13 January 2010 I Amy Rowe
Drugs suppliers face claims that they encouraged European governments to waste money on stockpiles of unnecessary swine flu vaccinations.
Members of the Council of Europe are to hold talks over whether pharmaceutical companies used alarmist tactics during the height of the swine flu pandemic to secure large-scale orders of the vaccine.
GlaxoSmithKline (GSK) and Baxter are among the companies expected to come under scrutiny at the meeting on 28 January.
Wolfgang Wodarg, chair of the council’s sub-committee on health, is reported to have said that the problems lay in orders placed in advance of the pandemic.
“The producers of vaccines are sure of enormous gains without having any financial risks. So they wait until the World Health Organization (WHO) says ‘pandemic’ and activate the contracts,” he said.
Both GSK and Baxter have refuted the accusations. A spokesperson for GSK said claims of “undue influence” over government health officials were misguided and unfounded, while Baxter said it had not had a role in the WHO’s decision to declare a pandemic.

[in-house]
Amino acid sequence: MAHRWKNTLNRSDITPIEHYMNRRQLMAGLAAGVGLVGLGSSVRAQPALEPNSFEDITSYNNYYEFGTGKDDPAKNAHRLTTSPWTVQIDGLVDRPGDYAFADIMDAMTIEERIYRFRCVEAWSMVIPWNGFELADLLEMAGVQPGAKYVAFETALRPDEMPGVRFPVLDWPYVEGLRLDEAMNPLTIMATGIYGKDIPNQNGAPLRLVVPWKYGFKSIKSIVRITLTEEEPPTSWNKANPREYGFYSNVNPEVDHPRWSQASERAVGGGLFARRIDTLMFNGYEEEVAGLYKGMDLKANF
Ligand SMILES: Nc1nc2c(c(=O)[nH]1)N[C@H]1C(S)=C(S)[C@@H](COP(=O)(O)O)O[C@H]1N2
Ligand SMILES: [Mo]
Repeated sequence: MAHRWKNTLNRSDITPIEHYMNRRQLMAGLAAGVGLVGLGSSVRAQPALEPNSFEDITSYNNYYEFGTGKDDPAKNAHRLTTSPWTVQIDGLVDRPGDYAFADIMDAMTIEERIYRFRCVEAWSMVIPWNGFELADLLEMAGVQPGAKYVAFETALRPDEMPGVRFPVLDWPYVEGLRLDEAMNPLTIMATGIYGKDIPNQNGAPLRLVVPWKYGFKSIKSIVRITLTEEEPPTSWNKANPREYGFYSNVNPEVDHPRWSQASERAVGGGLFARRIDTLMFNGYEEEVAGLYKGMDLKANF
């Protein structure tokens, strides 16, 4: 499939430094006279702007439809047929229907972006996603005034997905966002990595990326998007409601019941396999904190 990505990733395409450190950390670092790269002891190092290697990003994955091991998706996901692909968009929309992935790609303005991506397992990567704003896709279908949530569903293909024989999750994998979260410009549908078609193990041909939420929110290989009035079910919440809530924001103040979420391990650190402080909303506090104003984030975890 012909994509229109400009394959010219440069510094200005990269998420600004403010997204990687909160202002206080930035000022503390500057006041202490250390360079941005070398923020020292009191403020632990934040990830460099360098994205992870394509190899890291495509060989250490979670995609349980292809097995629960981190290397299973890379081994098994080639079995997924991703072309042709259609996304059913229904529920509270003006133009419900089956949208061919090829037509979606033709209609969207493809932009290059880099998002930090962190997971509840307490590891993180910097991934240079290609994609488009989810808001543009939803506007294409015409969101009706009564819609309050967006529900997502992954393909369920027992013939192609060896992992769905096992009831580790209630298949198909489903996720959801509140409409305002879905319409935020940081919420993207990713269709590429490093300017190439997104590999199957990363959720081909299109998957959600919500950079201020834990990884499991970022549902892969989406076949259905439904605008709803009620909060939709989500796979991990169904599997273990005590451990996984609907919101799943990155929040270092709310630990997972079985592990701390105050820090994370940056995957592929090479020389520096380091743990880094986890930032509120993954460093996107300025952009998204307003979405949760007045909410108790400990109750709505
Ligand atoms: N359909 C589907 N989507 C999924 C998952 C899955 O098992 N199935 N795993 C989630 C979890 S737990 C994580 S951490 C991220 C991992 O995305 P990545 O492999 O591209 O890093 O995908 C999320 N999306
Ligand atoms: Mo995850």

GSK said: “The WHO declared that H1N1 swine flu met the criteria for a pandemic. Responding to it has required unprecedented collaboration. As the WHO has stated, legal regulations and numerous safeguards are in place to manage possible conflicts of interest.”
The UK’s Department of Health (DH) also rebuffed the claims. “The UK response to swine flu has always been based on the independent scientific advice available at the time. In addition, we know that the cost of a severe pandemic to the country has the potential to be extremely high. The investment in antivirals and vaccines was made on that basis, to insure the country against the risks posed,” said David Salisbury, director of immunisation.
Last summer the UK’s chief medical officer Sir Liam Donaldson said that in a worst-case scenario 65,000 people could die from swine flu. Public health agencies in the UK report 358 deaths so far in total, with another 393 patients in hospital with the flu at present in England.
The DH is now looking to sell surplus supplies. It is thought that as many as 20 million doses of Tamiflu were ordered at the height of the swine flu outbreak.
GSK confirmed it was in negotiations with the UK government about alterations to its present contract and has already agreed with Germany to reduce future supplies of the vaccine by around 30 per cent to 34 million doses.
France, the Netherlands, Belgium and Spain are also believed to be in talks with vendors to modify deals for the vaccine.